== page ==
In addition to the mass spectrometric analysis, differential scanning fluorimetry (DSF) was used to characterize covalently labeled SrtA proteins (Figure 5A).63 The native SrtA unfolding temperature was determined to be 50.5 °C in absence of any ligand. By reaction with the benzisothiazolinone compound 1, the equilibrium was pulled toward the unfolded complex and the protein was destabilized to a lower melting point (47.1 °C). This agreed with the previously solved NMR structure (PDB: 2MLM) showing a higher degree of disorder upon covalent complex formation (RMSDmean: 1.57 Å vs 3.12 Å; Figure 5B). From a thermodynamic point of view, the loss of the most energetically favorable fold might be compensated here by the released enthalpy of the warhead reaction.

Details are in the caption following the image

Differential scanning fluorimetry to characterize labeled SrtA proteins. A) Derivative –d(RFU)/dT of the protein-denaturing curves to determine the melting temperature (native SrtA: 50.5 °C, +cpd 1: 47.1 °C, +cpd 7 h: 52.4 °C, +EMTS: 52.7 °C). B) Structural super-positioning of the NMR structures PDB: 1IJA (apo SrtA) and PDB: 2MLM (+cpd 1) showing differences in overall disorder.

Treatment of sortases with S-alkyl methanethiosulfonates led to the quantitative formation of thioalkylated sortase proteins.64, 65 Labeling of SrtA with S-ethyl methanethiosulfonate (EMTS) was performed to generate a purely thioethylated SrtA protein, which was found to melt slightly higher than the native SrtA protein (52.7 °C). The protein melt analysis of 7 h-labeled SrtA showed a similar melting point (52.4 °C), thus, these results are strengthening the hypothesis of a thioethyl fragment transfer.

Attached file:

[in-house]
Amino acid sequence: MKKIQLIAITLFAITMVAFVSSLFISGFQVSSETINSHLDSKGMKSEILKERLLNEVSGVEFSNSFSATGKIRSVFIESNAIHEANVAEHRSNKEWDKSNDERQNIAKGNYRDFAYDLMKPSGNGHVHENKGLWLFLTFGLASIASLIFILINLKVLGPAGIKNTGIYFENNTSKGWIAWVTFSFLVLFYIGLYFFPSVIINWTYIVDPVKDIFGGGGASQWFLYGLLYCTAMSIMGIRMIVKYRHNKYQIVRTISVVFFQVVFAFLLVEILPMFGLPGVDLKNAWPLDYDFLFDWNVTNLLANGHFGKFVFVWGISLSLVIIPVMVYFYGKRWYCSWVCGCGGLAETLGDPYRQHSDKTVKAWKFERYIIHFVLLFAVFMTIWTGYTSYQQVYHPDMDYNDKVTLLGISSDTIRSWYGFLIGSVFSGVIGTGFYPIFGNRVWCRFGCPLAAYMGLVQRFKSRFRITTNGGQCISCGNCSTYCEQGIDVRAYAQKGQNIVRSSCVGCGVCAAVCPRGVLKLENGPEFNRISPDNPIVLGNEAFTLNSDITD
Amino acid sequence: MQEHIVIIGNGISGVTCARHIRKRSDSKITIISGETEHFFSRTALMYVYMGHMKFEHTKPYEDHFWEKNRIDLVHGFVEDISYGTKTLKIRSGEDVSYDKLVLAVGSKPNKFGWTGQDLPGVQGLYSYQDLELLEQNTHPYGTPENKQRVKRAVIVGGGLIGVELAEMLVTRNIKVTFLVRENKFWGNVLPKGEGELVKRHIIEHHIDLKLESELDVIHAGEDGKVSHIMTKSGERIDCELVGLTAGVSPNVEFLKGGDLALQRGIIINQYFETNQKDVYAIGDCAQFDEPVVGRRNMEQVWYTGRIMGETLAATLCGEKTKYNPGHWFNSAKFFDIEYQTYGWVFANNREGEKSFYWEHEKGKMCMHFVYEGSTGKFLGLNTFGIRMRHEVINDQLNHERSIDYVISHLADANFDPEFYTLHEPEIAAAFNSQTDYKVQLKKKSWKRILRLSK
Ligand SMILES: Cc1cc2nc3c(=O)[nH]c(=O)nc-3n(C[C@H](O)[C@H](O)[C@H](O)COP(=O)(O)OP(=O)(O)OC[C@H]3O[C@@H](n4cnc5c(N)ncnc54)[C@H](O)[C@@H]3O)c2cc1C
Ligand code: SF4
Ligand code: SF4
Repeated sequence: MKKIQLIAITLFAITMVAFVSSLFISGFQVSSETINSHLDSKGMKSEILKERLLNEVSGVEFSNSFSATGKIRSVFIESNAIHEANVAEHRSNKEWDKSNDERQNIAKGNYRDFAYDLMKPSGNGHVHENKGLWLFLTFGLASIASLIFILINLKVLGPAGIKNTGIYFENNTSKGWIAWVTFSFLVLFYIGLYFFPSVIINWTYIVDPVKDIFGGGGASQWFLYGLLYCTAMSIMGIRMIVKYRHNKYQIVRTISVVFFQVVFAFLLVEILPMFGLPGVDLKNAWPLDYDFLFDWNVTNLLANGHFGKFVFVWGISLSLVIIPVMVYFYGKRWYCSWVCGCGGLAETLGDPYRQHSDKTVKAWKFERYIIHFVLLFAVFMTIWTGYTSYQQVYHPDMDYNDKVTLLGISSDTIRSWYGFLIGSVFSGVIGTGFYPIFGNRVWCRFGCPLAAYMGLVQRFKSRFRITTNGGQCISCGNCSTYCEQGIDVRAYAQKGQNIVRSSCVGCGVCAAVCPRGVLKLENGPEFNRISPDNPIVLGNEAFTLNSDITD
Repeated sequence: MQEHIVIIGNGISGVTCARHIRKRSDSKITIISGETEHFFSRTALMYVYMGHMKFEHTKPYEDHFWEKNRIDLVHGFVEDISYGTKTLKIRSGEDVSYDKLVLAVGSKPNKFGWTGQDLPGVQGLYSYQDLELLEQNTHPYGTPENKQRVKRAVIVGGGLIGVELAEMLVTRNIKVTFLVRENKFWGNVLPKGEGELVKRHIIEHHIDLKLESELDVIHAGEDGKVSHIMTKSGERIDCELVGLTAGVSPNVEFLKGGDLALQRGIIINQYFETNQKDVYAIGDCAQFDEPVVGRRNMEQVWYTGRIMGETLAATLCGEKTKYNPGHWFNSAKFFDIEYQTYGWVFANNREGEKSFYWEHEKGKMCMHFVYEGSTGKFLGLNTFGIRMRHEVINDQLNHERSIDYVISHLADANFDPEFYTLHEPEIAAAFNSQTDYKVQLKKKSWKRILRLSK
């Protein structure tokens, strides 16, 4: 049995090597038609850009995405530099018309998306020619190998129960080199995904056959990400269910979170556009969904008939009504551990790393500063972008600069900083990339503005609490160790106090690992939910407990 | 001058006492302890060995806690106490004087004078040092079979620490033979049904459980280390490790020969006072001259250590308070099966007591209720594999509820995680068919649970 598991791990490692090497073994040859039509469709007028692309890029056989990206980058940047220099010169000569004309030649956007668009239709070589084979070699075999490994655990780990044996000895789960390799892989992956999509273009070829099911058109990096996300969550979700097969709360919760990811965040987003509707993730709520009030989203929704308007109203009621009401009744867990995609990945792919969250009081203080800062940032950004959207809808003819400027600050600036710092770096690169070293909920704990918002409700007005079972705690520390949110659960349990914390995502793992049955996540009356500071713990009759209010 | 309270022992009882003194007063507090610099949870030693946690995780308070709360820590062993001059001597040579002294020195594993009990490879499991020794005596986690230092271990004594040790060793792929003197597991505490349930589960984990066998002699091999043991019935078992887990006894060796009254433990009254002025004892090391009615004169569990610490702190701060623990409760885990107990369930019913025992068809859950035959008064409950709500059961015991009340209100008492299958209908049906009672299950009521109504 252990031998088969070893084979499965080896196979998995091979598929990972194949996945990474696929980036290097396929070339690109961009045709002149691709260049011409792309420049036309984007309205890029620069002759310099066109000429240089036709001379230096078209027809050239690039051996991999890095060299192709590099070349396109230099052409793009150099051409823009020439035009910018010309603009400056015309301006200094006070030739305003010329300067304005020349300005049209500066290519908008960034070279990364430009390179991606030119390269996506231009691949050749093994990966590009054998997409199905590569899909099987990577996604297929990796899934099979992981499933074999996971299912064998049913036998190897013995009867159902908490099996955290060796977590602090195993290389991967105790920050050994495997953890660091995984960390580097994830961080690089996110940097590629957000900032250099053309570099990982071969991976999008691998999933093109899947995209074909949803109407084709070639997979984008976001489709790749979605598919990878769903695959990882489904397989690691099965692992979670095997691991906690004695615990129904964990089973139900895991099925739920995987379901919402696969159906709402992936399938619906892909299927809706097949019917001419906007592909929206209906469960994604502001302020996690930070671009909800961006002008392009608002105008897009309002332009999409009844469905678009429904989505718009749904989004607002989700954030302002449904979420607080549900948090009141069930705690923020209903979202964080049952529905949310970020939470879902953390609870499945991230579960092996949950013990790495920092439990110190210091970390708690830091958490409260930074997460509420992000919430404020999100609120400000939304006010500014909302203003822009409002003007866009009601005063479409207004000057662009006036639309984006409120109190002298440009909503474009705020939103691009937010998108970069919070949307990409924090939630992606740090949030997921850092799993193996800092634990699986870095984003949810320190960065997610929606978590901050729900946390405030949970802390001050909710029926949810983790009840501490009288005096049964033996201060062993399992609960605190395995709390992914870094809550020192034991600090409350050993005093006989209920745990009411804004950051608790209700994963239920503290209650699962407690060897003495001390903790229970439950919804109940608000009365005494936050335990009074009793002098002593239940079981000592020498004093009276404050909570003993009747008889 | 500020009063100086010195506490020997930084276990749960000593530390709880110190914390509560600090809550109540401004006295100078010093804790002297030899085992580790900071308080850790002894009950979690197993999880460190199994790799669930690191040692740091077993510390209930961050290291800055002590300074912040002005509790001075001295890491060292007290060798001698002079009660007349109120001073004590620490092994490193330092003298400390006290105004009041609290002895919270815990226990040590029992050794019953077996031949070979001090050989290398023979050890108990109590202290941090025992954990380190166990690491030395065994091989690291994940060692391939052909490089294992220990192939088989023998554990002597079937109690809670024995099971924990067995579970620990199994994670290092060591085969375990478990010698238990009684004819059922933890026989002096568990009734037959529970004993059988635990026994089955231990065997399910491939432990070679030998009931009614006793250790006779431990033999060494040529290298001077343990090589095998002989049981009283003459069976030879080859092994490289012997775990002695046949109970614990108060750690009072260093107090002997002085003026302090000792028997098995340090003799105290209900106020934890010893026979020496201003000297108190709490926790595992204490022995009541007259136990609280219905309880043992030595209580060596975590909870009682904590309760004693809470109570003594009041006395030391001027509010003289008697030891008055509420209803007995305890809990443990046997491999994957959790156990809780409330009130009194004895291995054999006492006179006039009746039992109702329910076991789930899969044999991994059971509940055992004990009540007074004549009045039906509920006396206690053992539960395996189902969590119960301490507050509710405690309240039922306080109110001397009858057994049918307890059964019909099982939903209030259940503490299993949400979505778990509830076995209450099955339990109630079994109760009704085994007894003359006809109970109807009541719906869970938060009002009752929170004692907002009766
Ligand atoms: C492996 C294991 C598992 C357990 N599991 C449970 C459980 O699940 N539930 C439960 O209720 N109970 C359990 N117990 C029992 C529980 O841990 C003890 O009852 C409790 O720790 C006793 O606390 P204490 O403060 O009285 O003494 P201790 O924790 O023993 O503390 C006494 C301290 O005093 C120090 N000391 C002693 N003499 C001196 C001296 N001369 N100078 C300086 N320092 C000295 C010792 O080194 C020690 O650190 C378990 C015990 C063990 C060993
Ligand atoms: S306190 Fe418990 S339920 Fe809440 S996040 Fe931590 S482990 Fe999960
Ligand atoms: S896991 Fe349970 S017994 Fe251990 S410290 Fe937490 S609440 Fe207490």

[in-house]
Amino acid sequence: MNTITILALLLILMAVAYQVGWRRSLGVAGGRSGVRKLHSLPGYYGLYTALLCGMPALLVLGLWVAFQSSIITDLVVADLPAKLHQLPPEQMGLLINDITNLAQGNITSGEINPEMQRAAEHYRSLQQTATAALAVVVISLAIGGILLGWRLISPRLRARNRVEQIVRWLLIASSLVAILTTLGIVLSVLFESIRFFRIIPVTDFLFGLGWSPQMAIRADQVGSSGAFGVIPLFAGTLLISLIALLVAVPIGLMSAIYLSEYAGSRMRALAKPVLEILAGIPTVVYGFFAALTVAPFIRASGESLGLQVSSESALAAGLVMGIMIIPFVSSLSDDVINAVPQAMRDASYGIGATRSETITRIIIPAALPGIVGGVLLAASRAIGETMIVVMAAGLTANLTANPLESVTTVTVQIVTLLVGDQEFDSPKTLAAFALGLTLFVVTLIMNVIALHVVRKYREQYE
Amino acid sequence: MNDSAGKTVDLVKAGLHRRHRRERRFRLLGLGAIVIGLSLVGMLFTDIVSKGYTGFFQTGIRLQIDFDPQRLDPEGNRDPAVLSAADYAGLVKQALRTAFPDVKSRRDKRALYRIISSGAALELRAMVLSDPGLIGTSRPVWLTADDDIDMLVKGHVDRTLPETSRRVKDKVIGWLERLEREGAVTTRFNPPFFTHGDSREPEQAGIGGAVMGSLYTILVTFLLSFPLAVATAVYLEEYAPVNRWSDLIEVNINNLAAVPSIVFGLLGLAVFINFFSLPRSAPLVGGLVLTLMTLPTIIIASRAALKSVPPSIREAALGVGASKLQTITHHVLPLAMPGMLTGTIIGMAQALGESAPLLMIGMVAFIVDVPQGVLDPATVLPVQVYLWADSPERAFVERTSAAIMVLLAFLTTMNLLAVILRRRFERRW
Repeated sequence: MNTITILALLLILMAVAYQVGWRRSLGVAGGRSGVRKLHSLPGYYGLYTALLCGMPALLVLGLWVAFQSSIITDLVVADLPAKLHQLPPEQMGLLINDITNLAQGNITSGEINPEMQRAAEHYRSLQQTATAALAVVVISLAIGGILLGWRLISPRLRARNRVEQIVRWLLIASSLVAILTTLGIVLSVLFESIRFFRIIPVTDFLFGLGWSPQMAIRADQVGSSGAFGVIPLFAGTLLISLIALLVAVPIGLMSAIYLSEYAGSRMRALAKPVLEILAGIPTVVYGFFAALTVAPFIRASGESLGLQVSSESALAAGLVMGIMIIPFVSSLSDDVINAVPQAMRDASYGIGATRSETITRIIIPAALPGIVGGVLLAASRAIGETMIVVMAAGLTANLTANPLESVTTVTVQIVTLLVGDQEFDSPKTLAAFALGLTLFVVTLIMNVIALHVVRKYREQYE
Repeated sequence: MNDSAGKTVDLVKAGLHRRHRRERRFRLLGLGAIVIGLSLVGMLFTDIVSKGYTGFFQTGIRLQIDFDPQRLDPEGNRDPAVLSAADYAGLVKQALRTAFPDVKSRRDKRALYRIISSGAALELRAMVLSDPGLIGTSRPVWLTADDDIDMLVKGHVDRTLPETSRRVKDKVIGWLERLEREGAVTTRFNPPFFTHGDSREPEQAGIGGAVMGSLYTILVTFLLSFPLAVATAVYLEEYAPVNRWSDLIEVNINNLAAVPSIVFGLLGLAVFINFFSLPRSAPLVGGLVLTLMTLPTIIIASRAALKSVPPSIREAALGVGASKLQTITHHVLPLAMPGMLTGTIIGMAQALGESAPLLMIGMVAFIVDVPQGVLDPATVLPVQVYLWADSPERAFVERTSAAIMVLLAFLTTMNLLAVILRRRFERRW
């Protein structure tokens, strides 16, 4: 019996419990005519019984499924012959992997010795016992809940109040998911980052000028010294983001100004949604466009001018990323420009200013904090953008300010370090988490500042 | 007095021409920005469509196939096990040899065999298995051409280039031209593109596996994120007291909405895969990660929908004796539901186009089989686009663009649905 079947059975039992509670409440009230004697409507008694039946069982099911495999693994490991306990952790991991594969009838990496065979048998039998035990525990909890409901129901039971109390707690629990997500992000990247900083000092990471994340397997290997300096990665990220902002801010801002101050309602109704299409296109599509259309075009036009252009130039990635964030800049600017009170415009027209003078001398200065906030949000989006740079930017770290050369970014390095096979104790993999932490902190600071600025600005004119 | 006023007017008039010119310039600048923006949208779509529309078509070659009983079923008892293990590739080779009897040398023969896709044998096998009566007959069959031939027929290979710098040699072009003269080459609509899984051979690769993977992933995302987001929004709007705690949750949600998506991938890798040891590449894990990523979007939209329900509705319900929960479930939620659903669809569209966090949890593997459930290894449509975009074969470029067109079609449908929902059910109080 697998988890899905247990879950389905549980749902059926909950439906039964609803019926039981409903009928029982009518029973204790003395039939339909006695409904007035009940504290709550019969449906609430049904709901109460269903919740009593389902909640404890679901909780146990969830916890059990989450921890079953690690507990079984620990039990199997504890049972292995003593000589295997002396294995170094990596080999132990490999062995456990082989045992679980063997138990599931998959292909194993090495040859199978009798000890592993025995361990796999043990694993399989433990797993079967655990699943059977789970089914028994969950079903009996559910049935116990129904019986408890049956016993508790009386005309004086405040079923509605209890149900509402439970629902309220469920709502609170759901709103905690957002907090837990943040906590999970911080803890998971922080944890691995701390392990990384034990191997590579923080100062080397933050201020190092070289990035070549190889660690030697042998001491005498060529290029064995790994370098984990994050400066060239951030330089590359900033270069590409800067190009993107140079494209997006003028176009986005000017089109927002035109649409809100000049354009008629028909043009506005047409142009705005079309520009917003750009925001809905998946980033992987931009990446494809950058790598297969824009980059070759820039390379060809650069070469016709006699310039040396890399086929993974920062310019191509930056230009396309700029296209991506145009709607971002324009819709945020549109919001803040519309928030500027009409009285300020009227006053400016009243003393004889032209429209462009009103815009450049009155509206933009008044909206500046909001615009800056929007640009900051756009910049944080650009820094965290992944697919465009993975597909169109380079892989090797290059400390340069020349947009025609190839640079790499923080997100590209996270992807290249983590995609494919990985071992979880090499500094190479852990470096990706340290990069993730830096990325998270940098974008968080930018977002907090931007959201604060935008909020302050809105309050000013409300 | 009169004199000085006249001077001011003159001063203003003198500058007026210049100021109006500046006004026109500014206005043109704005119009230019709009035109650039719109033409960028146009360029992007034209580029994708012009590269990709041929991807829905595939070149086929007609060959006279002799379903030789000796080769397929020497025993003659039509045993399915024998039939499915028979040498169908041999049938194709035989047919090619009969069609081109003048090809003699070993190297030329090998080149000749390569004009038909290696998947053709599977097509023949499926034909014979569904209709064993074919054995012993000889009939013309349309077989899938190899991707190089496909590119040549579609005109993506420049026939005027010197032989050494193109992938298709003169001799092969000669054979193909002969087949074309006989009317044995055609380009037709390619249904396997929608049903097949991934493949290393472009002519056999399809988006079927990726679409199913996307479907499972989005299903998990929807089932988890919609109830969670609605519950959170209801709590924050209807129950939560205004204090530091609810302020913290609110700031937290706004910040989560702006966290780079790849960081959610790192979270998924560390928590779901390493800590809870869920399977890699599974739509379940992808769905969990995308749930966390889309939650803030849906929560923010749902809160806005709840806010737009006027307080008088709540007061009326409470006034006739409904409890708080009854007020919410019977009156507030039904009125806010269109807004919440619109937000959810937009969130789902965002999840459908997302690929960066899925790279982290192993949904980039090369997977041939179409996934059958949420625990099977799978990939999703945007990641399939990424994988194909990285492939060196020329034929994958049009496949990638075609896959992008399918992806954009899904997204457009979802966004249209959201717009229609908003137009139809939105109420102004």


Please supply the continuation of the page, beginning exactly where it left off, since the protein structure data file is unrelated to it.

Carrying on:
Molecular modeling of the ligand-binding

Molecular docking studies were performed by FlexX docking within the LeadIT work suite. The docking of the noncovalently bound inhibitors resulted in a conformation that aligned well with the benzisothiazolinone inhibitor of the NMR structure PDB: 2MLM (Figure 6). When docked into the active site of SrtA 12 a inserted its space-filling 3-phenoxyaniline moiety into the lipophilic sub-pocket generated by the side chains of Thr122, Ile124 and the hydrophobic stretch of the β6/7-loop (Val108-Leu111). This might explain why altering the 3-phenoxyaniline fragment to smaller or less hydrophobic moieties, such as isobutylamine at the R1 position, reducing the potency up to threefold. However, the flexible β6/7-loop was previously shown to adapt to substrate/inhibitor binding, and hence, it was difficult to predict the optimal R1 substituent ab initio by molecular modeling.66